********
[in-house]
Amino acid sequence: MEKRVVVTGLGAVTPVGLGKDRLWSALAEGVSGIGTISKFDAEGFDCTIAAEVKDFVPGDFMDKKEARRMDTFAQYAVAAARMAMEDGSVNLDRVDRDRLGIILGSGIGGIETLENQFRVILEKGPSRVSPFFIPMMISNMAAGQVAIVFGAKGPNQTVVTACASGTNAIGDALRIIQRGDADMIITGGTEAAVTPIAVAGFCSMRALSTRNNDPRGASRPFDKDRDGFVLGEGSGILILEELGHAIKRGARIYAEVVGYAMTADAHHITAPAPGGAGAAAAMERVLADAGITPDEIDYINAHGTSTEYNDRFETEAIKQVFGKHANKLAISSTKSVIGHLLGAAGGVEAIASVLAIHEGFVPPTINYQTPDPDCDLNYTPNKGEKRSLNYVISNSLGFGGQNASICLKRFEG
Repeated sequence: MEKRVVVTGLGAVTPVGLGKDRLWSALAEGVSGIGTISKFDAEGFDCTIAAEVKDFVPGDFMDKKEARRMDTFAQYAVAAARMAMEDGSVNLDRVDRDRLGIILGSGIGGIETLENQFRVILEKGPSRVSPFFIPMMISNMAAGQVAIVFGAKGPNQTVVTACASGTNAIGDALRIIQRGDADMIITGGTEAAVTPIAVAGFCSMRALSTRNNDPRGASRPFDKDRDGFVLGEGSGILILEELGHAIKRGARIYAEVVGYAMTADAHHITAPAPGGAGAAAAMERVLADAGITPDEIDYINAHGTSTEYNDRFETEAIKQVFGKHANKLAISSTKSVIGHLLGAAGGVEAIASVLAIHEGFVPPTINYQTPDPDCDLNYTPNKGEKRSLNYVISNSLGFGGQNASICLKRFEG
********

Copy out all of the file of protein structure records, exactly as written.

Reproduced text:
[in-house]
Amino acid sequence: MEKRVVVTGLGAVTPVGLGKDRLWSALAEGVSGIGTISKFDAEGFDCTIAAEVKDFVPGDFMDKKEARRMDTFAQYAVAAARMAMEDGSVNLDRVDRDRLGIILGSGIGGIETLENQFRVILEKGPSRVSPFFIPMMISNMAAGQVAIVFGAKGPNQTVVTACASGTNAIGDALRIIQRGDADMIITGGTEAAVTPIAVAGFCSMRALSTRNNDPRGASRPFDKDRDGFVLGEGSGILILEELGHAIKRGARIYAEVVGYAMTADAHHITAPAPGGAGAAAAMERVLADAGITPDEIDYINAHGTSTEYNDRFETEAIKQVFGKHANKLAISSTKSVIGHLLGAAGGVEAIASVLAIHEGFVPPTINYQTPDPDCDLNYTPNKGEKRSLNYVISNSLGFGGQNASICLKRFEG
Repeated sequence: MEKRVVVTGLGAVTPVGLGKDRLWSALAEGVSGIGTISKFDAEGFDCTIAAEVKDFVPGDFMDKKEARRMDTFAQYAVAAARMAMEDGSVNLDRVDRDRLGIILGSGIGGIETLENQFRVILEKGPSRVSPFFIPMMISNMAAGQVAIVFGAKGPNQTVVTACASGTNAIGDALRIIQRGDADMIITGGTEAAVTPIAVAGFCSMRALSTRNNDPRGASRPFDKDRDGFVLGEGSGILILEELGHAIKRGARIYAEVVGYAMTADAHHITAPAPGGAGAAAAMERVLADAGITPDEIDYINAHGTSTEYNDRFETEAIKQVFGKHANKLAISSTKSVIGHLLGAAGGVEAIASVLAIHEGFVPPTINYQTPDPDCDLNYTPNKGEKRSLNYVISNSLGFGGQNASICLKRFEG